The Alzheimer’s Association 2018 Alzheimer’s Disease Facts and Figures report reveals that, for the second consecutive year, the total national cost of caring for people with Alzheimer’s and other dementias will exceed a quarter of a trillion dollars, amounting to $277 billion in 2018.
U.S. Sen. Patty Murray was recently congratulated, deservedly so, for sponsoring a funding increase for Alzheimer’s research. Since it was signed into law with the fiscal year 2018 budget signing, this is fabulous news. But it doesn’t help the more than 5 million Americans living with the disease nor the 16 million Americans caring for those women and men, many of them probably residing in the Kent area.
In Washington state, there are more than 110,000 people living with Alzheimer’s dementia. One of those people was my mother, who died in 2013. She was cared for at Chateau, a good facility right on the Kent/Renton line. Since her mother, too, also developed full-blown symptoms of Alzheimer’s before she died, I worry every day about my own susceptibility. I am concerned about my future care.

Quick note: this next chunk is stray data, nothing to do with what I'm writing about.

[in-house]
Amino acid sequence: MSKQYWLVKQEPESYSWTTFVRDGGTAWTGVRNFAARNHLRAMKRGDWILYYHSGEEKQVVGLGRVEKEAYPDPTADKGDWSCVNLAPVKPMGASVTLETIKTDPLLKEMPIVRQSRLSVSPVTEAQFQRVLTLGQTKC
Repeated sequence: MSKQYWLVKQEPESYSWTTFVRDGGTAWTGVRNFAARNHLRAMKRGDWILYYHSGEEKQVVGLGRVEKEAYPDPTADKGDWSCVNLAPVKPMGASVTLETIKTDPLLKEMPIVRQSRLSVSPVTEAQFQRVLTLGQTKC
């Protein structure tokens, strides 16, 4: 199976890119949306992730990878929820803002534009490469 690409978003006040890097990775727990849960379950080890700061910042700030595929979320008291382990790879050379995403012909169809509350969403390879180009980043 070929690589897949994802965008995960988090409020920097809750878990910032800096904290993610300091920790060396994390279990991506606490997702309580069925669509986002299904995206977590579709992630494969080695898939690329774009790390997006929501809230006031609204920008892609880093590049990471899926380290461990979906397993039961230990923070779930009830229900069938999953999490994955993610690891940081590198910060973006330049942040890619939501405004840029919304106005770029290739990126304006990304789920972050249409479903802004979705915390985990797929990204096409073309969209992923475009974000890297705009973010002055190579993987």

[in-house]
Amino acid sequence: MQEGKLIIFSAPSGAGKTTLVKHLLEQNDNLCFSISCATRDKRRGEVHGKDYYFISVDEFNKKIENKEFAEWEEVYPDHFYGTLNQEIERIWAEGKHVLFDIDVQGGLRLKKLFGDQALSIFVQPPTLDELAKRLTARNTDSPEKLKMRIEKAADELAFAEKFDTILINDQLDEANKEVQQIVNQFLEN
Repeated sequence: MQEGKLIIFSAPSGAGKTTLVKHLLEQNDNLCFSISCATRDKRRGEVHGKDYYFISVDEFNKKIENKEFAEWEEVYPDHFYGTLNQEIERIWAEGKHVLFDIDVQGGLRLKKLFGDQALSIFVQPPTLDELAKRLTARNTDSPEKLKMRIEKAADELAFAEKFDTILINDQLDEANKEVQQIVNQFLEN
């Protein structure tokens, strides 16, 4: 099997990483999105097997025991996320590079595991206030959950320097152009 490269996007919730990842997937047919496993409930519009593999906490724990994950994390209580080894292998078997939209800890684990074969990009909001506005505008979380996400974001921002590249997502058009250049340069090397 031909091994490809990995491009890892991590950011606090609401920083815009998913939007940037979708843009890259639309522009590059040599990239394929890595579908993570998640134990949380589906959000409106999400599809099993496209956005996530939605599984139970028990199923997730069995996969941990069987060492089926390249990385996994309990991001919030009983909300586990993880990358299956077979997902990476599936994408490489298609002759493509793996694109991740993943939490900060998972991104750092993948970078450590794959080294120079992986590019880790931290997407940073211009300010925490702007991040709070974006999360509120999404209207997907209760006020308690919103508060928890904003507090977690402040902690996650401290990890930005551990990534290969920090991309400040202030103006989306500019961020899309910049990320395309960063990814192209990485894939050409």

Alzheimer’s is the most expensive disease in the country. Medicare and Medicaid cover the lion’s share – $186 billion, or 67 percent, of the total health care and long-term care payments for people with Alzheimer’s and other dementias. Protecting these programs is vital. Finding a treatment that delays the onset of Alzheimer’s will prevent the cost of the disease from engulfing Medicare and Medicaid.
National Institutes of Health scientists in their Professional Judgment Budget recommended that Congress increase funding of Alzheimer’s and dementia research by more than $425 million in fiscal year 2019. That’s on top of the historic increase in research funding that Murray was able to secure this year.
It’s time to be informed about Alzheimer’s dementia. We should all consult our local chapter and get some facts that will help us and our families in dealing with this major epidemic.
– Nancy Rinne